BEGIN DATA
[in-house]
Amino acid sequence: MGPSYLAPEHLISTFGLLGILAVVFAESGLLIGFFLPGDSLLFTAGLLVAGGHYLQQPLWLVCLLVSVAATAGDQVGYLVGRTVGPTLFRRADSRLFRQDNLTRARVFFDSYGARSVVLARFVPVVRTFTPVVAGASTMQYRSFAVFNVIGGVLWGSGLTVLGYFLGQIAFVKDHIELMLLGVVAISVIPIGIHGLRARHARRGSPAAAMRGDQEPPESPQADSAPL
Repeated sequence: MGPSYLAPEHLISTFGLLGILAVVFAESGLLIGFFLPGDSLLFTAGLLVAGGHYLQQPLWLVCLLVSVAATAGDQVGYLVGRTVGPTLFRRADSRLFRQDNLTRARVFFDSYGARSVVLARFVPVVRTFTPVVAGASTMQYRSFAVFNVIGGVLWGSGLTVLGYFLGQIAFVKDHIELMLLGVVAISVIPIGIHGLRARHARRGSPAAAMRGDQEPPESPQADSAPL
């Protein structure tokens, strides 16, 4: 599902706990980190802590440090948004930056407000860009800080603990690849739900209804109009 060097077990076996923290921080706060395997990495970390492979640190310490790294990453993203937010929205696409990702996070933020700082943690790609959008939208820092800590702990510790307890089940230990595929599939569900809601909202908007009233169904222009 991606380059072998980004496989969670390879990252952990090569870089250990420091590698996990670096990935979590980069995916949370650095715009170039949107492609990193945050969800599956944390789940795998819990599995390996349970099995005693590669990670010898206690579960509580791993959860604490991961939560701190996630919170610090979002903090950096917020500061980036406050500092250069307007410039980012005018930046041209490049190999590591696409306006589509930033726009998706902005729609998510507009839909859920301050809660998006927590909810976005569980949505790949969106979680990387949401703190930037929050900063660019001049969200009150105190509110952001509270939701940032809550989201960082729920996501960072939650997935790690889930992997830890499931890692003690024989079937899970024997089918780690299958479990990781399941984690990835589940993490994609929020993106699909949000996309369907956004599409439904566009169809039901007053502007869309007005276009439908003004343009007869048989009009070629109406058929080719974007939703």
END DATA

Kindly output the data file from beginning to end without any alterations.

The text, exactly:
[in-house]
Amino acid sequence: MGPSYLAPEHLISTFGLLGILAVVFAESGLLIGFFLPGDSLLFTAGLLVAGGHYLQQPLWLVCLLVSVAATAGDQVGYLVGRTVGPTLFRRADSRLFRQDNLTRARVFFDSYGARSVVLARFVPVVRTFTPVVAGASTMQYRSFAVFNVIGGVLWGSGLTVLGYFLGQIAFVKDHIELMLLGVVAISVIPIGIHGLRARHARRGSPAAAMRGDQEPPESPQADSAPL
Repeated sequence: MGPSYLAPEHLISTFGLLGILAVVFAESGLLIGFFLPGDSLLFTAGLLVAGGHYLQQPLWLVCLLVSVAATAGDQVGYLVGRTVGPTLFRRADSRLFRQDNLTRARVFFDSYGARSVVLARFVPVVRTFTPVVAGASTMQYRSFAVFNVIGGVLWGSGLTVLGYFLGQIAFVKDHIELMLLGVVAISVIPIGIHGLRARHARRGSPAAAMRGDQEPPESPQADSAPL
């Protein structure tokens, strides 16, 4: 599902706990980190802590440090948004930056407000860009800080603990690849739900209804109009 060097077990076996923290921080706060395997990495970390492979640190310490790294990453993203937010929205696409990702996070933020700082943690790609959008939208820092800590702990510790307890089940230990595929599939569900809601909202908007009233169904222009 991606380059072998980004496989969670390879990252952990090569870089250990420091590698996990670096990935979590980069995916949370650095715009170039949107492609990193945050969800599956944390789940795998819990599995390996349970099995005693590669990670010898206690579960509580791993959860604490991961939560701190996630919170610090979002903090950096917020500061980036406050500092250069307007410039980012005018930046041209490049190999590591696409306006589509930033726009998706902005729609998510507009839909859920301050809660998006927590909810976005569980949505790949969106979680990387949401703190930037929050900063660019001049969200009150105190509110952001509270939701940032809550989201960082729920996501960072939650997935790690889930992997830890499931890692003690024989079937899970024997089918780690299958479990990781399941984690990835589940993490994609929020993106699909949000996309369907956004599409439904566009169809039901007053502007869309007005276009439908003004343009007869048989009009070629109406058929080719974007939703």